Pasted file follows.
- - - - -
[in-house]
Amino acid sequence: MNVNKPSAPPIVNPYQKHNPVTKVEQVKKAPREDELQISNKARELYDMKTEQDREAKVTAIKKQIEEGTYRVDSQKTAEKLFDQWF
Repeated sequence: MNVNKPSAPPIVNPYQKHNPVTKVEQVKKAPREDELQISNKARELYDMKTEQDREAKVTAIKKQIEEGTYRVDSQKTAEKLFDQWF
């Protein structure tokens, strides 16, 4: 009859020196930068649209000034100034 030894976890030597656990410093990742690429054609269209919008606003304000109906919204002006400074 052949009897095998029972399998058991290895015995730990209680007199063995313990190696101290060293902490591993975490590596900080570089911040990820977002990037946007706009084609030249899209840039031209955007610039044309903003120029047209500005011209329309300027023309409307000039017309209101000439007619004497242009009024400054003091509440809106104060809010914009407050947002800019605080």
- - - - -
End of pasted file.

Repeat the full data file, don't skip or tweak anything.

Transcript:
[in-house]
Amino acid sequence: MNVNKPSAPPIVNPYQKHNPVTKVEQVKKAPREDELQISNKARELYDMKTEQDREAKVTAIKKQIEEGTYRVDSQKTAEKLFDQWF
Repeated sequence: MNVNKPSAPPIVNPYQKHNPVTKVEQVKKAPREDELQISNKARELYDMKTEQDREAKVTAIKKQIEEGTYRVDSQKTAEKLFDQWF
């Protein structure tokens, strides 16, 4: 009859020196930068649209000034100034 030894976890030597656990410093990742690429054609269209919008606003304000109906919204002006400074 052949009897095998029972399998058991290895015995730990209680007199063995313990190696101290060293902490591993975490590596900080570089911040990820977002990037946007706009084609030249899209840039031209955007610039044309903003120029047209500005011209329309300027023309409307000039017309209101000439007619004497242009009024400054003091509440809106104060809010914009407050947002800019605080």